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Dan KLEIN: Hi, I’m Dan Klein. I’m a professor of economics at George Mason University. I got into economics very much from a policy, or if you like, political point of view. I got interested in free market economics in high school…

Stephen DUBNER: Which made you very popular as a kid, or no?

KLEIN: Didn’t make me popular with girls. It made me popular with some friends that I still have and cherish.

DUBNER: Now, Dan the reason that we are talking today really is because of an essay that you wrote called “Rinkonomics” that I would like you, since we’re not going to sit here and read it to listeners, I’d like you to describe.

KLEIN: Okay, if you try to imagine never having seen skating, never having been to a roller rink, maybe back in time before it was invented and you heard someone propose the idea, like a friend came up and proposed the idea, I have a great idea of a business I’m going to build this huge arena with a hard wooden floor, and around the perimeter a naked iron handrail, and invite people of all ages and all abilities to come down and strap wheels on their feet and skate around and try to enjoy themselves. We’re not going to like make sure they qualify in their abilities, we’re not going to put helmets on them or shoulder pads. And we’re not going to give them really any instruction.

Now, you might think that’d be pure chaos, wouldn’t you? Sure, that’s what you might think…

KLEIN: You’d expect it to result in catastrophe and collision. How are a hundred people making their moment-by-moment decisions make their own pattern of skating such that all hundred patterns do not collide and intersect. It’s a very complex problem but as it turns out it goes quite, you know, swimmingly as we know. And so if you had to sort of pitch this idea to someone investing in it, you’d have to explain how you think this is going to work. And it’s in that explanation that I think we can enhance our understanding of how things work in society generally. I think the main thing to understand is that people are, you know, looking out for themselves. I’m not saying they’re selfish, but they’re basically looking out for themselves, and most importantly they don’t want to get hurt by colliding with anybody. Now one of the important things about collision is that it’s very mutual. So if I collide with you, you collide with me, and in promoting my interest to avoid collision with you, I simultaneously promote your interest in avoiding collision with me. And so there’s this basic coincidence of interest there, which really is at the micro-structure of how this whole thing works out.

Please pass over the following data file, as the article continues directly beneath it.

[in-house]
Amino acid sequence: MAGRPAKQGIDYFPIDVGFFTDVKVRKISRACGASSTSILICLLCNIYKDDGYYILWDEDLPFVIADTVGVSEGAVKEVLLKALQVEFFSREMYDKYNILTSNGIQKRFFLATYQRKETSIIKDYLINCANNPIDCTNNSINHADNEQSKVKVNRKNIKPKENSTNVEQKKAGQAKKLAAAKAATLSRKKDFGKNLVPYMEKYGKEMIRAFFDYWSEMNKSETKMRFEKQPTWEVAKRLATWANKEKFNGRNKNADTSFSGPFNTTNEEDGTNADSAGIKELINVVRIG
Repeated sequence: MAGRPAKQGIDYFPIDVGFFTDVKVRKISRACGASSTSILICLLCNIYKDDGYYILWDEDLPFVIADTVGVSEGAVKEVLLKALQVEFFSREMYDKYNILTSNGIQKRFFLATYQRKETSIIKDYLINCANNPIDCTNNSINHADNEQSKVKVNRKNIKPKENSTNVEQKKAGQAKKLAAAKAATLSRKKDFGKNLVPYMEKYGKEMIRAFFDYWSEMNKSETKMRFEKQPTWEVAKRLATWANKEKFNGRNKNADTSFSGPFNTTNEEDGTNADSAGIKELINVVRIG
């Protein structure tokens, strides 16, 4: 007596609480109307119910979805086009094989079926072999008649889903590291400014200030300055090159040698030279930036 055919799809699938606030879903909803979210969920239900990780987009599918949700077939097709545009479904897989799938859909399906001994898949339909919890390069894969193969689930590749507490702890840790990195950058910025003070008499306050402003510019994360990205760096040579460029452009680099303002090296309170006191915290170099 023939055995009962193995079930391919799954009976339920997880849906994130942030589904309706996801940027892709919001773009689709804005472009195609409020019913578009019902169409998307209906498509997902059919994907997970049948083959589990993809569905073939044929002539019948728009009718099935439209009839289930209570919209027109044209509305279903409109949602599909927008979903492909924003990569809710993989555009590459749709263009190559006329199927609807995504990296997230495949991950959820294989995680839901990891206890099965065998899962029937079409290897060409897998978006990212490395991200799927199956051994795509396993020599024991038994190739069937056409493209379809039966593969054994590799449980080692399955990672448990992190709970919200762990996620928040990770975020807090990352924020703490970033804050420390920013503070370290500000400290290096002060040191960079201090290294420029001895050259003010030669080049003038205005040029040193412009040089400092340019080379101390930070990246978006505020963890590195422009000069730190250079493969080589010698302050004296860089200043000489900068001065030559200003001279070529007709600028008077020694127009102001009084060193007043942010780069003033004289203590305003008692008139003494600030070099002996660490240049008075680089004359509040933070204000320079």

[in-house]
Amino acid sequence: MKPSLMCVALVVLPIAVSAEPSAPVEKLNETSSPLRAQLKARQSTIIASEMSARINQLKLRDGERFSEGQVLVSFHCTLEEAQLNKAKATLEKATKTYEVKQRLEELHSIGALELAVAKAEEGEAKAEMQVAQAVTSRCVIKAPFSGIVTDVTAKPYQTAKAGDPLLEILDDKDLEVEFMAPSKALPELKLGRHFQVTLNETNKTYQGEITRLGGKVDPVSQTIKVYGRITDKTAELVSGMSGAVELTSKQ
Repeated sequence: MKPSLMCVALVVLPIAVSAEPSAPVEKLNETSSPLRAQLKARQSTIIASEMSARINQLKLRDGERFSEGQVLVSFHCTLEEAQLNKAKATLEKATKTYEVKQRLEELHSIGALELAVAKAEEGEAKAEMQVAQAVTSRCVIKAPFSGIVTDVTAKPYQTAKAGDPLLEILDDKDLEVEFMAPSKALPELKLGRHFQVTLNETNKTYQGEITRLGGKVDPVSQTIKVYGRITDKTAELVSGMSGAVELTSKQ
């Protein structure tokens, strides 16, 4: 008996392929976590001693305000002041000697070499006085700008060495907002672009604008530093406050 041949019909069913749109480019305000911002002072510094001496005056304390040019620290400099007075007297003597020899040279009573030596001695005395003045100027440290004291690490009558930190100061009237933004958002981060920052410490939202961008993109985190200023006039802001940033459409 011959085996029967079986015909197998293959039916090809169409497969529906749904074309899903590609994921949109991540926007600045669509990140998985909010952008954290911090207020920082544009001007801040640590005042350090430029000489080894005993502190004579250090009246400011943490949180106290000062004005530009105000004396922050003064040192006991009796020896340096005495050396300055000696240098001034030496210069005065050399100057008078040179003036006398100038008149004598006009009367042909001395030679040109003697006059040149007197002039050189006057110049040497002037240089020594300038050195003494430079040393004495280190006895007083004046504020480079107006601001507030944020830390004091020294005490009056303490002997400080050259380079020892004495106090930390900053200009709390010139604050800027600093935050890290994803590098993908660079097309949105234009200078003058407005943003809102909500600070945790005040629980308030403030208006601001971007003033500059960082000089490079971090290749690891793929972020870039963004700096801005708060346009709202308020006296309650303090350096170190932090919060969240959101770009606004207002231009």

When he talks about “how this whole thing works out,” Dan Klein is talking about the skating rink, on a micro level – but on a macro level he’s talking about… well, the world. He’s talking about an idea known in economics as “spontaneous order” – that is, the idea that people can be quite good at organizing and policing themselves, even when there’s no one imposing order on them from above. Isn’t that a wonderful idea – if, that is, it actually works. So, in today’s program we’ll ask: does it work? If so when, and how, and with what caveats? We’ll take our question to the field of sport. We’ll hear about the role of government – like this viewpoint: